Add to Wish List
In Girls of Tender Age, Mary-Ann Tirone Smith fully
articulates with great humor and tenderness the wild
jubilance of an extended French-Italian family struggling to
survive in a post-World War II housing project in Hartford,
Connecticut. Smith seamlessly combines a memoir whose
intimacy matches that of Angela's Ashes with the tale
of a community plagued by a malevolent predator that holds
the emotional and cultural resonance of The Lovely
Smith's Hartford neighborhood is
small-town America, where everyone's door is unlocked and
the school, church, library, drugstore, 5 & 10, grocery,
and tavern are all within walking distance. Her family is
peopled with memorable characters -- her possibly psychic
mother who's always on the verge of a nervous breakdown, her
adoring father who makes sure she has something to eat in
the morning beyond her usual gulp of Hershey's syrup, her
grandfather who teaches her to bash in the heads of the eels
they catch on Long Island Sound, Uncle Guido who makes the
annual bagna cauda, and the numerous aunts and cousins who
parade through her life with love and food and endless
stories of the old days. And then there's her brother,
Smith's household was "different."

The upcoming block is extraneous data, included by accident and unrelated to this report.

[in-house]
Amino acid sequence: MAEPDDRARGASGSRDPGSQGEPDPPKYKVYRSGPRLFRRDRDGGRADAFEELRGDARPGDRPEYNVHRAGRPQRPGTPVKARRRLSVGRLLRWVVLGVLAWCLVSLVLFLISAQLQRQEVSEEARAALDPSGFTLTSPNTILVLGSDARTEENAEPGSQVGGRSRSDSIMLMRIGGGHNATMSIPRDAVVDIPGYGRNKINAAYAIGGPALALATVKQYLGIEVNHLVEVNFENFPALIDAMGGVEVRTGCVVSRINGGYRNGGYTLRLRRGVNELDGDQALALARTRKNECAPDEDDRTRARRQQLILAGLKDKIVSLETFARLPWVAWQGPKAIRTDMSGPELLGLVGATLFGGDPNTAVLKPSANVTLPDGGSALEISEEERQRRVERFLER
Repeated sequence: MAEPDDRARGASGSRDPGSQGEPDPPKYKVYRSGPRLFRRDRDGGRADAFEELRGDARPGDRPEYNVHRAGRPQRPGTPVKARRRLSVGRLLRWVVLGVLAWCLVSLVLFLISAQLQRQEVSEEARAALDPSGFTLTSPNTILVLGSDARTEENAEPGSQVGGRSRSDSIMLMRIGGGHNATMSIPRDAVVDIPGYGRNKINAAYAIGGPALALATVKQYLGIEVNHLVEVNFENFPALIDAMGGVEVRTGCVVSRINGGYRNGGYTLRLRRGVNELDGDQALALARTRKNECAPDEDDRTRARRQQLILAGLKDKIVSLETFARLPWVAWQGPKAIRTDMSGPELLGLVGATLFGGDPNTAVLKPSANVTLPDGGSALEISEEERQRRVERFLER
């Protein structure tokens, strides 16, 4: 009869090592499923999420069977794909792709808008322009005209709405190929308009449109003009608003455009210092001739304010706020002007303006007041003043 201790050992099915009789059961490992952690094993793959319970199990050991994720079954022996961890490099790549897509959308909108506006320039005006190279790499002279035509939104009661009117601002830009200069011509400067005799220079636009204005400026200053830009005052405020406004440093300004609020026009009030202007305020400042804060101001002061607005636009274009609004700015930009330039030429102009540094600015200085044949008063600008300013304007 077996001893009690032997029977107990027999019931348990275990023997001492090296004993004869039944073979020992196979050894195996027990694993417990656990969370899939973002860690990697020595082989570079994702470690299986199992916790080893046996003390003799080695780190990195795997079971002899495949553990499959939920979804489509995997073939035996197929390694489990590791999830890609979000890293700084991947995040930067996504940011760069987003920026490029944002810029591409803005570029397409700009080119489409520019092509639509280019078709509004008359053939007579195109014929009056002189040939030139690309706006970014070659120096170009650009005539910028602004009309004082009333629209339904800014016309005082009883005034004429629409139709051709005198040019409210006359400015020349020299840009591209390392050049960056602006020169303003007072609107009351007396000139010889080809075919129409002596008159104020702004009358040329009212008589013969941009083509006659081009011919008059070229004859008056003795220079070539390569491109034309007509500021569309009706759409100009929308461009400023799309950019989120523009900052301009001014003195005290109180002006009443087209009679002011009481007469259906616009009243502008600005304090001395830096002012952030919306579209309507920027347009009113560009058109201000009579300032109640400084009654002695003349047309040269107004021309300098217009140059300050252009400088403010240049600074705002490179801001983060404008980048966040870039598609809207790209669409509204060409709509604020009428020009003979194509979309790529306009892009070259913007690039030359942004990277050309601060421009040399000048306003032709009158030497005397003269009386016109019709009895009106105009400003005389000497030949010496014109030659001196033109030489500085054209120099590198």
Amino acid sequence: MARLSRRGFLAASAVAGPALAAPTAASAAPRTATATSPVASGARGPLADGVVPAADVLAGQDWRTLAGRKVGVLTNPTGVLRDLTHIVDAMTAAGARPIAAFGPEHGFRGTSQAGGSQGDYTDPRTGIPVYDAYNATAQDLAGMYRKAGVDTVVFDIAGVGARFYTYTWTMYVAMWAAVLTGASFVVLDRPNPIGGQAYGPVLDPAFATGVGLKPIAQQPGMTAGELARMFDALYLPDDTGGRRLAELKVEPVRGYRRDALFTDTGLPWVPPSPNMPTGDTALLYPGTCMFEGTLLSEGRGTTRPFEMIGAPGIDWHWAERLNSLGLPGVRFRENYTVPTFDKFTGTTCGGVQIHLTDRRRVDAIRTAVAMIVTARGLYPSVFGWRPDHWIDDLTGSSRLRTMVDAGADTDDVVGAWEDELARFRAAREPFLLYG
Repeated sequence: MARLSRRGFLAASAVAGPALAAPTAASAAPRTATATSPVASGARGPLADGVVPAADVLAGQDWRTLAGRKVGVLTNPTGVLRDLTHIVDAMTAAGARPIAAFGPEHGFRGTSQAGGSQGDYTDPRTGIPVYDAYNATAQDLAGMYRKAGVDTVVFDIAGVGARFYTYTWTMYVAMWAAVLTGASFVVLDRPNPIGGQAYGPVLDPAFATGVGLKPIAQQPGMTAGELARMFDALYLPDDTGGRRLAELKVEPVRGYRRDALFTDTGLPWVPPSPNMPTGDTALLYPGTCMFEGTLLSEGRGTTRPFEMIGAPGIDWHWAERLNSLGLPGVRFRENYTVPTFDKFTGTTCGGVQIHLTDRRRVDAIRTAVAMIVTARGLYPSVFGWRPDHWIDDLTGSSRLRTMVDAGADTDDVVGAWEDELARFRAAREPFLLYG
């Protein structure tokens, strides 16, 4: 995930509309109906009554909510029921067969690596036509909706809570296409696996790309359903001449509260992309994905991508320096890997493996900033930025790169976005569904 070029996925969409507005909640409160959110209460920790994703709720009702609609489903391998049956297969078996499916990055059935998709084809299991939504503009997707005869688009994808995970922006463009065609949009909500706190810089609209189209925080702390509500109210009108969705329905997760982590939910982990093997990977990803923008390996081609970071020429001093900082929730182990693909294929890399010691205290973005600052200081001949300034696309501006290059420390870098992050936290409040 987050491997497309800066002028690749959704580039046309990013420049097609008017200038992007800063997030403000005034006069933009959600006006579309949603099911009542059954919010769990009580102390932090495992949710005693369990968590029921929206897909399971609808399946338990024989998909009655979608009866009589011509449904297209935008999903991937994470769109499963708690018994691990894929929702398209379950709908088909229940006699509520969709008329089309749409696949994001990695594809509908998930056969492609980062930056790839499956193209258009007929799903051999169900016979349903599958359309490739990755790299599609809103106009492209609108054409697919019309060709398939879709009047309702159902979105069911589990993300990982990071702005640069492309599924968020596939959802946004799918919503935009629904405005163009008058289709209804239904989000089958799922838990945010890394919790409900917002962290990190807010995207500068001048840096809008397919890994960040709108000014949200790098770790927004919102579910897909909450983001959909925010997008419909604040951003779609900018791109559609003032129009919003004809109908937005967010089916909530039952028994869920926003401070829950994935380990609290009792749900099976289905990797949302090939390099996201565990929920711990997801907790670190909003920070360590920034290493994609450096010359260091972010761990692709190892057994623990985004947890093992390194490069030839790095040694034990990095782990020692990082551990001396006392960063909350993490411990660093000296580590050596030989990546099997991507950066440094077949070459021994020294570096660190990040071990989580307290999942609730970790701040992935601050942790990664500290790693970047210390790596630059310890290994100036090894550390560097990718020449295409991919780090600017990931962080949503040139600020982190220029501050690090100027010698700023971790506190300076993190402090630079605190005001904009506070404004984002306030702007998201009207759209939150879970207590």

Little Mary-Ann couldn't have friends over because her older
brother, Tyler, an autistic before anyone knew what that
meant, was unable to bear noise of any kind. To him, the
sound of crying, laughing, phones ringing, or toilets
flushing was "a cloud of barbed needles" flying into his
face. Subject to such an assault, he would substitute that
pain with another: he'd try to chew his arm off. Tyler was
Mary-Ann's real-life Boo Radley, albeit one whose
bookshelves sagged under the weight of the World War II
books he collected and read
Hanging over this rough-and-tumble
American childhood is the sinister shadow of an approaching
serial killer. The menacing Bob Malm lurks throughout this
joyous and chaotic family portrait, and the havoc he
unleashes when the paths of innocence and evil cross one
early December evening in 1953 forever alters the landscape
of Smith's childhood.
Girls of Tender
Age is one of those books that will forever change its
readers because of its beauty and power and remarkable wit.
No comments posted.
Registered users may leave comments.
Log in or register now!